“Sweating is one of the body’s main mechanisms for staying cool, ensuring that our internal temperature doesn’t rise to a harmful level,” Dr. Alisha Plotner, a dermatologist at the Ohio State University Wexner Medical Center in Columbus, told Everyday Health. “When our skin develops moisture on the surface, that moisture is evaporated and cools the skin.”

I’d already hypothesized that my constant hydration moisturizes my skin, which, despite my years as a sun worshipper — including summers on the lifeguard stand, bathed in baby oil — remains relatively wrinkle-free at 62 Turns out, I was right. According to Dermatology Consultants of Frisco, “Sweat does have some positive benefits to your skin. It moisturizes and cools the skin. Regular exercise and normal sweat production have been shown to have anti-aging effects.” If normal sweat levels have this benefit, I must be producing the friggin’ fountain of youth.

Real Simple goes even further. For one thing, sweat apparently makes you happy. According to Sarah Everts, the author of The Joy of Sweat: The Strange Science of Perspiration, “When you’re hot, your heart picks up its pumping pace. This is done so that hot blood from the interior can swoosh past the veins near the skin, get cooled down by sweating, and then circle back to cool the interior. This workout for your heart releases happy hormones, like endorphins, that give you a biochemical rush of joy and catharsis.”

While I’m a bit skeptical about this assertion, it’s harder to argue with a Finnish study that found sweating supports the heart. Here’s why: Study subjects who sweated it out some four times a week in a sauna “not only had lower sudden cardiac death but lower fatal coronary heart disease, fatal cardiovascular disease and all-cause mortality.” Woot! Maybe this sweating thing isn’t so bad, after all.

Another pro: Sweating can be a sign of athleticism. According to Everts, “Athletes typically sweat sooner and more voluminously than inactive people, and more than the athlete would have prior to starting training. That’s because athletic bodies learn that when this individual gets active, they really get active and it’s best to start the cooldown strategy pronto.” Caveat: She’s talking about heavier but not excessive sweat. That’s a sign of hyperhidrosis.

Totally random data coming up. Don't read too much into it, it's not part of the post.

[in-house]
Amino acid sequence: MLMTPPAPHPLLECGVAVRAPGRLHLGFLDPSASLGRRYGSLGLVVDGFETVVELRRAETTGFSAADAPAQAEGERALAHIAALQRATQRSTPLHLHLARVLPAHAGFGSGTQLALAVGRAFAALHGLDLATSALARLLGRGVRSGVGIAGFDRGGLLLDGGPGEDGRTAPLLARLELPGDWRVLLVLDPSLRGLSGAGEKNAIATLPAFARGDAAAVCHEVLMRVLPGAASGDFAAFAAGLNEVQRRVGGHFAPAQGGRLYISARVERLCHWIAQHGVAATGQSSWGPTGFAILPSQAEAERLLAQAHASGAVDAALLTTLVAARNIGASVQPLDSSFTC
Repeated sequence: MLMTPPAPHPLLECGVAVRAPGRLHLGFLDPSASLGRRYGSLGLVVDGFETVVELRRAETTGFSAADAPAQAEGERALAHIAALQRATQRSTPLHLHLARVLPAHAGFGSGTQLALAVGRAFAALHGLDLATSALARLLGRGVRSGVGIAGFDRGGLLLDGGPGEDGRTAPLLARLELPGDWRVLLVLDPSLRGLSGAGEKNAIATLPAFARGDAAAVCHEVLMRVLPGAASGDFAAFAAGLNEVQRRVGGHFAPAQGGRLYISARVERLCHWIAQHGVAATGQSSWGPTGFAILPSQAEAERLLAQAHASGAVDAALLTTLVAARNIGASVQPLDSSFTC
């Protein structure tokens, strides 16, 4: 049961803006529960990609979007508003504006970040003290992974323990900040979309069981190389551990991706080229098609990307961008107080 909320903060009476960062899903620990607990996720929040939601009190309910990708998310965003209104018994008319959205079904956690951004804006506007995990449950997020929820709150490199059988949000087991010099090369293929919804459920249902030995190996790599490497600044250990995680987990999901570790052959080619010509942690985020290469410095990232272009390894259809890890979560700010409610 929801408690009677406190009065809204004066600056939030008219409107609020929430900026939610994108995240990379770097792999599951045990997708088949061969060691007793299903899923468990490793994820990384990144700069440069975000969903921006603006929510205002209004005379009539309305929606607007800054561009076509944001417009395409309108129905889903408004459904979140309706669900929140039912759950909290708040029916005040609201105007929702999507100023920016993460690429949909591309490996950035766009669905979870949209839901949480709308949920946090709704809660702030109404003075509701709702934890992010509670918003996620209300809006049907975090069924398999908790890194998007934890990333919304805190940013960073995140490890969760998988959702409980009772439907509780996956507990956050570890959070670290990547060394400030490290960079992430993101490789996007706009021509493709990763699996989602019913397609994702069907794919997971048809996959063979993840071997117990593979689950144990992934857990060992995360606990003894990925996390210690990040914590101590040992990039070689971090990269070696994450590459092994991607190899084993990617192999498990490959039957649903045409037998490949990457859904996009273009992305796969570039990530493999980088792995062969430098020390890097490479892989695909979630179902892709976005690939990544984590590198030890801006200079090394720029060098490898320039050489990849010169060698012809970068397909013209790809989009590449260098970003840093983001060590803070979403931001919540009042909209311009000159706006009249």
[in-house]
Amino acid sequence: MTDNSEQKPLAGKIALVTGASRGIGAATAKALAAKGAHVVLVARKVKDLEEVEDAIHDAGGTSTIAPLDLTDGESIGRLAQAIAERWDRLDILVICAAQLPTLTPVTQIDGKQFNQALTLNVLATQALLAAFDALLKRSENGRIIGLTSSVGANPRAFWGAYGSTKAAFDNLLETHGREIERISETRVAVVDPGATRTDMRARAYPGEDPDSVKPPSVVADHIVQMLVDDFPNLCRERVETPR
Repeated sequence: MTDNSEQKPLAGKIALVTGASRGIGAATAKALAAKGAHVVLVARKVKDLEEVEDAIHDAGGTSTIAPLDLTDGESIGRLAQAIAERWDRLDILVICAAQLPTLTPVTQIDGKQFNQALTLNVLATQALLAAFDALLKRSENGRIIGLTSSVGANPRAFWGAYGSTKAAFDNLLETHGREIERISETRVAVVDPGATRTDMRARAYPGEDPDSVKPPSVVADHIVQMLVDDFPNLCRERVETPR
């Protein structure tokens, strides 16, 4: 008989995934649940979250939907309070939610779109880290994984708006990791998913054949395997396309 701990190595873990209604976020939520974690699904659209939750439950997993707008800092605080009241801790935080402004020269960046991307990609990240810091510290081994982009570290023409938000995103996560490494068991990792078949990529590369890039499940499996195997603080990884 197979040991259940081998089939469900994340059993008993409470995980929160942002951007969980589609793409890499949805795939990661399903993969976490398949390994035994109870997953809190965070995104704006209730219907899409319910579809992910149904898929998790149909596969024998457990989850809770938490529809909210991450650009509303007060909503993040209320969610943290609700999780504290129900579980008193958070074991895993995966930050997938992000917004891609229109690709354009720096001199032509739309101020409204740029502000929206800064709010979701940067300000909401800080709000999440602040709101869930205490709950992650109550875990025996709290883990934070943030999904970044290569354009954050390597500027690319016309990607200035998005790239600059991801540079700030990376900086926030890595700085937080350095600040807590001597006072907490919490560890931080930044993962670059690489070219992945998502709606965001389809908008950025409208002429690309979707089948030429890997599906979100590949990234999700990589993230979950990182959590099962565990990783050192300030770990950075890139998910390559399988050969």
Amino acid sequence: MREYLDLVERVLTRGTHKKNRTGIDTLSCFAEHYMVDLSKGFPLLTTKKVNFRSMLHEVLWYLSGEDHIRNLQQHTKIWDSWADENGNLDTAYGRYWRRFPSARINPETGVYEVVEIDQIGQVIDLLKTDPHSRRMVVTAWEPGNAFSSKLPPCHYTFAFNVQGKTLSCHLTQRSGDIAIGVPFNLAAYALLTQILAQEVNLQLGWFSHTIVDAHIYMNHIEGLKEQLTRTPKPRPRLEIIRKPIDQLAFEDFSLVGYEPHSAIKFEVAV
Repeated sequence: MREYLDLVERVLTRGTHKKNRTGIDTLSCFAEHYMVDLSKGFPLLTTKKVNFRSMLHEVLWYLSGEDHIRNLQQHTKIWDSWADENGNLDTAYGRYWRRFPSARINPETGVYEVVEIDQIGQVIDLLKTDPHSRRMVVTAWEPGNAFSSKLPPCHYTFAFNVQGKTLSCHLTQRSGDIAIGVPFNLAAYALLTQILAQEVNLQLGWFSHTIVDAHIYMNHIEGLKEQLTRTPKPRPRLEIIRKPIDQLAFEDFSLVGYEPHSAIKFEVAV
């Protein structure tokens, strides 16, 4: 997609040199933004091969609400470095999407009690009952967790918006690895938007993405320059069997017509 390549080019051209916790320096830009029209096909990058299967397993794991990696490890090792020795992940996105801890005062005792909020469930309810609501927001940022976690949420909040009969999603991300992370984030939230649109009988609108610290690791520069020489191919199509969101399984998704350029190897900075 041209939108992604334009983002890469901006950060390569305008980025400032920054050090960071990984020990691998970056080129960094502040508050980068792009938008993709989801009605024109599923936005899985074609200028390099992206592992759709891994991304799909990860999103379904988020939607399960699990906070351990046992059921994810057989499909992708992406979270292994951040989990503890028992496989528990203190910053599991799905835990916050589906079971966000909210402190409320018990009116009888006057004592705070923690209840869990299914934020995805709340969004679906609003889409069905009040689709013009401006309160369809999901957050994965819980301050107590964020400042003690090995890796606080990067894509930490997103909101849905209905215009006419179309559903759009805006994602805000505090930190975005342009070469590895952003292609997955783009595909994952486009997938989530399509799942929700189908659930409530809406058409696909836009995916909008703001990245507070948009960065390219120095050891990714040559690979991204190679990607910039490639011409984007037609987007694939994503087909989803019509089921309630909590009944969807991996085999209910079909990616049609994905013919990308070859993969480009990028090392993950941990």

It turns out some serious underlying medical issues can cause hyperhidrosis. They include certain neurological conditions such as a brain injury after a stroke, hormonal changes like those associated with menopause and diabetes, and certain hormone drugs, but none of these apply to me.

In fact, most of the time, Plotner says, excessive sweating isn’t associated with any health condition. Instead, it’s caused by overactivity of the normal neurological pathways that cause it. This primary hyperhidrosis often runs in families. Aha! My father was a heavy sweater and I’ve recently noticed my aunt, his sister, is, too. Thanks, genes!

Funny thing is, I don’t smell; I just sweat. I don’t even need deodorant anymore. (Interesting aside: Deodorant and antiperspirants only became a thing at the beginning of the 20th century, when advertisers convinced Americans they smelled bad. Until then, most Victorians women’s attempts to tame their B.O. involved regular washing, dousing themselves with perfume and wearing dress shields.)

There are treatments for excessive sweating but people who go that route may have problems so extreme they actually impede their work by, say, making it difficult to type. (I suppose I should count my blessings; at no time during the writing of this article did my palms get sweaty.) Also, I already take enough meds; I don’t need the added risks associated with the topicals, oral drugs or injections used.

So I’ll just keep letting them see me sweat — and stop sweating the small stuff.

Tell Us in the Comments

What do you think?

Leave a Reply

This site uses Akismet to reduce spam. Learn how your comment data is processed.